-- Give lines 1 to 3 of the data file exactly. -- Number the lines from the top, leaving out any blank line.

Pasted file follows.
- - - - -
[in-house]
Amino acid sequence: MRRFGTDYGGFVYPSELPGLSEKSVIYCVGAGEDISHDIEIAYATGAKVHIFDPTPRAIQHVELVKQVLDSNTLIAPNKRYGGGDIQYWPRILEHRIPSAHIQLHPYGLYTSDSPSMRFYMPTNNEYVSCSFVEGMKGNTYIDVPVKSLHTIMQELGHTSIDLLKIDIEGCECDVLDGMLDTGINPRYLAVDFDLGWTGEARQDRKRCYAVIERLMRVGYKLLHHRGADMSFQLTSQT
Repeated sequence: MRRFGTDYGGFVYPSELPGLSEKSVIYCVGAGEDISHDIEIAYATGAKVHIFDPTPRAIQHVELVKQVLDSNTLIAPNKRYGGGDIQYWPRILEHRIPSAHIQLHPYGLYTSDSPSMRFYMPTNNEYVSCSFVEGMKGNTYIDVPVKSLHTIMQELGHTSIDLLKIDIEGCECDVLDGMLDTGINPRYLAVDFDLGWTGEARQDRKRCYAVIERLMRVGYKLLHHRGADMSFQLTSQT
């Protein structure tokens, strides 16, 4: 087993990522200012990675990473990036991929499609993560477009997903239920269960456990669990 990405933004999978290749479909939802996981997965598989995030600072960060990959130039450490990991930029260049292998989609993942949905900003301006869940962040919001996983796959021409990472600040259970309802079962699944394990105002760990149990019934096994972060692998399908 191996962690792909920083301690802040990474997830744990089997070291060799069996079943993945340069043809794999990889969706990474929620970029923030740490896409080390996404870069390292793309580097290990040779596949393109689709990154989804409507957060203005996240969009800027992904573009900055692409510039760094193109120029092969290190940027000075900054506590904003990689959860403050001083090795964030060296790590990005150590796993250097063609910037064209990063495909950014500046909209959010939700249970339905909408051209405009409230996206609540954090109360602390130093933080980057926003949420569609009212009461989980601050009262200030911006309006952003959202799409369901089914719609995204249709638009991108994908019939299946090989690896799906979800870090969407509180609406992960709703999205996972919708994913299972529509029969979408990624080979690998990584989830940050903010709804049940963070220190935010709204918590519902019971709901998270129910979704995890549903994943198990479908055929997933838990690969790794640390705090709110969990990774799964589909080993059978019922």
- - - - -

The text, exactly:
[in-house]
Amino acid sequence: MRRFGTDYGGFVYPSELPGLSEKSVIYCVGAGEDISHDIEIAYATGAKVHIFDPTPRAIQHVELVKQVLDSNTLIAPNKRYGGGDIQYWPRILEHRIPSAHIQLHPYGLYTSDSPSMRFYMPTNNEYVSCSFVEGMKGNTYIDVPVKSLHTIMQELGHTSIDLLKIDIEGCECDVLDGMLDTGINPRYLAVDFDLGWTGEARQDRKRCYAVIERLMRVGYKLLHHRGADMSFQLTSQT
Repeated sequence: MRRFGTDYGGFVYPSELPGLSEKSVIYCVGAGEDISHDIEIAYATGAKVHIFDPTPRAIQHVELVKQVLDSNTLIAPNKRYGGGDIQYWPRILEHRIPSAHIQLHPYGLYTSDSPSMRFYMPTNNEYVSCSFVEGMKGNTYIDVPVKSLHTIMQELGHTSIDLLKIDIEGCECDVLDGMLDTGINPRYLAVDFDLGWTGEARQDRKRCYAVIERLMRVGYKLLHHRGADMSFQLTSQT